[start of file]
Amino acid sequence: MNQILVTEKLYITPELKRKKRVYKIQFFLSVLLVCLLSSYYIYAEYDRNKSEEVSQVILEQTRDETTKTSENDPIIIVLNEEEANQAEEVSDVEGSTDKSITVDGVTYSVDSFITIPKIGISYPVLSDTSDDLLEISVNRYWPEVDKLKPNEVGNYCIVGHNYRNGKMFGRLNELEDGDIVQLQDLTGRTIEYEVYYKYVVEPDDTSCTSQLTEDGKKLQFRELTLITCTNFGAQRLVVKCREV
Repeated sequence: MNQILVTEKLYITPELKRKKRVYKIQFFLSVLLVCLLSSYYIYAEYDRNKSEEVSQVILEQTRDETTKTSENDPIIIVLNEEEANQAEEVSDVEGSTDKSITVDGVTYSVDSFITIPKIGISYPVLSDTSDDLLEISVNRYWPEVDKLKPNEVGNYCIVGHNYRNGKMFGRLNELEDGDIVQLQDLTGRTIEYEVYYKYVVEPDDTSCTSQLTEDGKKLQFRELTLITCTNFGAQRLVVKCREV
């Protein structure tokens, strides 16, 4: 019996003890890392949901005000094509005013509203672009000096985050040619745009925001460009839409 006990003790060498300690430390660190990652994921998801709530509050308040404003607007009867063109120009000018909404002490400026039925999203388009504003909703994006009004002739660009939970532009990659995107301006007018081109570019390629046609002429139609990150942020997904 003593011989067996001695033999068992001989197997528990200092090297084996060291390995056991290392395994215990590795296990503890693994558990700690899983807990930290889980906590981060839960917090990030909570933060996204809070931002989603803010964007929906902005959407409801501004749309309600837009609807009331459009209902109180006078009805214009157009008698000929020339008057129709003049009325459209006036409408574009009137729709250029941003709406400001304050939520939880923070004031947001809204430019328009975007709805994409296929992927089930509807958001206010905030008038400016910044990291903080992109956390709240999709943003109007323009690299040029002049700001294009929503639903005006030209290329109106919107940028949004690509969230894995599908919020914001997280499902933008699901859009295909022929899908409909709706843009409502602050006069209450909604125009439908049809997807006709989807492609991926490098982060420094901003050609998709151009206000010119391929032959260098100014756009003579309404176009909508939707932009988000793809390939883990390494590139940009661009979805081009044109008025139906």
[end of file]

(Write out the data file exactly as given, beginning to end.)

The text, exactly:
Amino acid sequence: MNQILVTEKLYITPELKRKKRVYKIQFFLSVLLVCLLSSYYIYAEYDRNKSEEVSQVILEQTRDETTKTSENDPIIIVLNEEEANQAEEVSDVEGSTDKSITVDGVTYSVDSFITIPKIGISYPVLSDTSDDLLEISVNRYWPEVDKLKPNEVGNYCIVGHNYRNGKMFGRLNELEDGDIVQLQDLTGRTIEYEVYYKYVVEPDDTSCTSQLTEDGKKLQFRELTLITCTNFGAQRLVVKCREV
Repeated sequence: MNQILVTEKLYITPELKRKKRVYKIQFFLSVLLVCLLSSYYIYAEYDRNKSEEVSQVILEQTRDETTKTSENDPIIIVLNEEEANQAEEVSDVEGSTDKSITVDGVTYSVDSFITIPKIGISYPVLSDTSDDLLEISVNRYWPEVDKLKPNEVGNYCIVGHNYRNGKMFGRLNELEDGDIVQLQDLTGRTIEYEVYYKYVVEPDDTSCTSQLTEDGKKLQFRELTLITCTNFGAQRLVVKCREV
């Protein structure tokens, strides 16, 4: 019996003890890392949901005000094509005013509203672009000096985050040619745009925001460009839409 006990003790060498300690430390660190990652994921998801709530509050308040404003607007009867063109120009000018909404002490400026039925999203388009504003909703994006009004002739660009939970532009990659995107301006007018081109570019390629046609002429139609990150942020997904 003593011989067996001695033999068992001989197997528990200092090297084996060291390995056991290392395994215990590795296990503890693994558990700690899983807990930290889980906590981060839960917090990030909570933060996204809070931002989603803010964007929906902005959407409801501004749309309600837009609807009331459009209902109180006078009805214009157009008698000929020339008057129709003049009325459209006036409408574009009137729709250029941003709406400001304050939520939880923070004031947001809204430019328009975007709805994409296929992927089930509807958001206010905030008038400016910044990291903080992109956390709240999709943003109007323009690299040029002049700001294009929503639903005006030209290329109106919107940028949004690509969230894995599908919020914001997280499902933008699901859009295909022929899908409909709706843009409502602050006069209450909604125009439908049809997807006709989807492609991926490098982060420094901003050609998709151009206000010119391929032959260098100014756009003579309404176009909508939707932009988000793809390939883990390494590139940009661009979805081009044109008025139906």